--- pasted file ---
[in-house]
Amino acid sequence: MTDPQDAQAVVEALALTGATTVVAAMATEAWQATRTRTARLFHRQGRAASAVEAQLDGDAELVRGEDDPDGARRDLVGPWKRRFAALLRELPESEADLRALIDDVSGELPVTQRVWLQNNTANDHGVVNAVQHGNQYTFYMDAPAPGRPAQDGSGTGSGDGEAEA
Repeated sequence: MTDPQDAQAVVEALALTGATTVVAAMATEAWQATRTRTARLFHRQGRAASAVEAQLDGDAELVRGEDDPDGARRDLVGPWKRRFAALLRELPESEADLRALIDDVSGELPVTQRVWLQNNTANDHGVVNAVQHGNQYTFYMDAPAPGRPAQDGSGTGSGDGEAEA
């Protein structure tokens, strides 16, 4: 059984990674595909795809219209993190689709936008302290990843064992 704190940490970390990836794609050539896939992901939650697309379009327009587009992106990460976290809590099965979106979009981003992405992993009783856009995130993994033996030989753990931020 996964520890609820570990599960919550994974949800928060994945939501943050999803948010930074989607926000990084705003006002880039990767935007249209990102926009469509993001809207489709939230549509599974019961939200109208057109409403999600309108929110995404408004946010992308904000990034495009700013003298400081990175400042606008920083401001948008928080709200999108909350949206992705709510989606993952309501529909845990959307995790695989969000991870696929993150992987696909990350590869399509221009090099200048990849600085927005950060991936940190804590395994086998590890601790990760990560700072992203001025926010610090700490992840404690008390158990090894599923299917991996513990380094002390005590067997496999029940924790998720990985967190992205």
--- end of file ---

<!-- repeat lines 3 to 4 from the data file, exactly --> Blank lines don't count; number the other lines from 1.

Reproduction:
Repeated sequence: MTDPQDAQAVVEALALTGATTVVAAMATEAWQATRTRTARLFHRQGRAASAVEAQLDGDAELVRGEDDPDGARRDLVGPWKRRFAALLRELPESEADLRALIDDVSGELPVTQRVWLQNNTANDHGVVNAVQHGNQYTFYMDAPAPGRPAQDGSGTGSGDGEAEA
């Protein structure tokens, strides 16, 4: 059984990674595909795809219209993190689709936008302290990843064992 704190940490970390990836794609050539896939992901939650697309379009327009587009992106990460976290809590099965979106979009981003992405992993009783856009995130993994033996030989753990931020 996964520890609820570990599960919550994974949800928060994945939501943050999803948010930074989607926000990084705003006002880039990767935007249209990102926009469509993001809207489709939230549509599974019961939200109208057109409403999600309108929110995404408004946010992308904000990034495009700013003298400081990175400042606008920083401001948008928080709200999108909350949206992705709510989606993952309501529909845990959307995790695989969000991870696929993150992987696909990350590869399509221009090099200048990849600085927005950060991936940190804590395994086998590890601790990760990560700072992203001025926010610090700490992840404690008390158990090894599923299917991996513990380094002390005590067997496999029940924790998720990985967190992205």